“I didn't know where else to go, I needed to feel my pulse again,” says Irish born singer songwriter Aine Tyrrell on the question of why would you record your album outdoors under the stars, and in abandoned mines in the Australian outback.
Áine took the pieces of her life and songs into the desert on a quest for musical and spiritual self discovery, and from this one seed of temerity, a desert rose grew. This entire experience was captured by a documentary maker's lens and a producer's microphones, the fruits of which are to be shared with the world beginning February 2015.
Áine's music cradles the spirit of her native homeland, and tips the cap to a notable family history of Irish music tradition. Ache, honesty, and elated melodies, garnishing rhythms which a thousand years of ancestry have slammed foot to floor boards to, in both celebration and protest.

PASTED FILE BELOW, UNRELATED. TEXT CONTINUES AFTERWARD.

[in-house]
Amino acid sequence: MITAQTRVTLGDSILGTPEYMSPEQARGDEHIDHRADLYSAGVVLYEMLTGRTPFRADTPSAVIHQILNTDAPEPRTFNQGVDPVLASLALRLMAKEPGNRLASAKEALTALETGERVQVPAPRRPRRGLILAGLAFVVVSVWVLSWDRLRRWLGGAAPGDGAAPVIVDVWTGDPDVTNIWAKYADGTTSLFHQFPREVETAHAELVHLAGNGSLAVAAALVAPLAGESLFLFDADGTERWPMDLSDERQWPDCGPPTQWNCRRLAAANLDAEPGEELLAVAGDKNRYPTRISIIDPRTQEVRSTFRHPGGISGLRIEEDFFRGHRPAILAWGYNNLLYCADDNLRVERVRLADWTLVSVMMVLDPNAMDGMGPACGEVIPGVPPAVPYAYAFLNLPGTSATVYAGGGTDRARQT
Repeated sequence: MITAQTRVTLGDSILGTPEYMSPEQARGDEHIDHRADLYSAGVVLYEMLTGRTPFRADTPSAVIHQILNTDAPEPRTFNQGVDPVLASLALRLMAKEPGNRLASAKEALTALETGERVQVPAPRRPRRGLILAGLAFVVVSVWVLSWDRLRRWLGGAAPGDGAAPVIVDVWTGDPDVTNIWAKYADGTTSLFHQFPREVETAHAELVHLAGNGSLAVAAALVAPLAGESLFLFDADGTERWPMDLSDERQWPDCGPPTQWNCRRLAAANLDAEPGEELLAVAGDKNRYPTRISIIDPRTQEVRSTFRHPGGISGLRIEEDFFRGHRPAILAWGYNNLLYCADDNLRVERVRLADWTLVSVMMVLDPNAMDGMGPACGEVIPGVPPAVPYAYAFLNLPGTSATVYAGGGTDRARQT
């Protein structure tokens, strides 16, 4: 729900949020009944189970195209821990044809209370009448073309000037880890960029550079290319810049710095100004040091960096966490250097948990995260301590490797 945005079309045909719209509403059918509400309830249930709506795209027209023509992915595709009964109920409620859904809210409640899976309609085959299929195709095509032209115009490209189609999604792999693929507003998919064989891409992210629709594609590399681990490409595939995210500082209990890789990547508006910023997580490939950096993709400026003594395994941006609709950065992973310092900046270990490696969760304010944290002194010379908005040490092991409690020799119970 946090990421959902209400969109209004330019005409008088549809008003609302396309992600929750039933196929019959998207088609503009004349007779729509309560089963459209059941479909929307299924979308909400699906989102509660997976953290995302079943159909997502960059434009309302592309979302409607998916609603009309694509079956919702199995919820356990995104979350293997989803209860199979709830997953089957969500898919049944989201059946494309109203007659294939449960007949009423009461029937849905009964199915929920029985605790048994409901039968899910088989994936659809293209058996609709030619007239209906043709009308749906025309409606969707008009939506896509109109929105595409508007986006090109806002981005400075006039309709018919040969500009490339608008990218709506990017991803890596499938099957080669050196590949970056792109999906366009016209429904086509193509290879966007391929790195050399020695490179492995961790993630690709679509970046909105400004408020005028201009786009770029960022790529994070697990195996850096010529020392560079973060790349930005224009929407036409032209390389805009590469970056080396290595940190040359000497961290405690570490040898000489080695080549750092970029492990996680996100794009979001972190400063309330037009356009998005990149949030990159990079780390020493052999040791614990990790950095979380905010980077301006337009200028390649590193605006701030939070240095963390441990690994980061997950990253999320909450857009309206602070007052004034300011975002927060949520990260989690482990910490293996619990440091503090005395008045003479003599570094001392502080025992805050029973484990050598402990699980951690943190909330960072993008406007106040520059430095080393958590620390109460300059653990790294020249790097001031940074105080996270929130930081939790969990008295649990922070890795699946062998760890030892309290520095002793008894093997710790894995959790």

Australia's historical lineage, and love of all things Irish, stands as testament to the accolades and support she is now garnering here in her new homeland, having procured the honour of Queenscliff Music festivals 'Emerging Talent 2014' mantle, along with receiving the invaluable and ongoing mentorship from our own revered songstress, Clare Bowditch.
Áine's journey has only just begun as this unique talent continues to infiltrate the hearts and minds of music lovers everywhere.
Áine Tyrrell's music is a contemporary folk collision between the Ireland of generations gone, and the hope of tomorrow. Her songs are as honest as an old friend, warm and inviting, managing somehow to fuse melodies over rhythms which transport you directly into the mid 19th century, to a land hardened by atrocity, which the rest of the world had temporarily forgotten. She is a singer songwriter with a sound that transcends the convention the title suggests, at times anything from tribal to fragile; her music evades simple platitudes.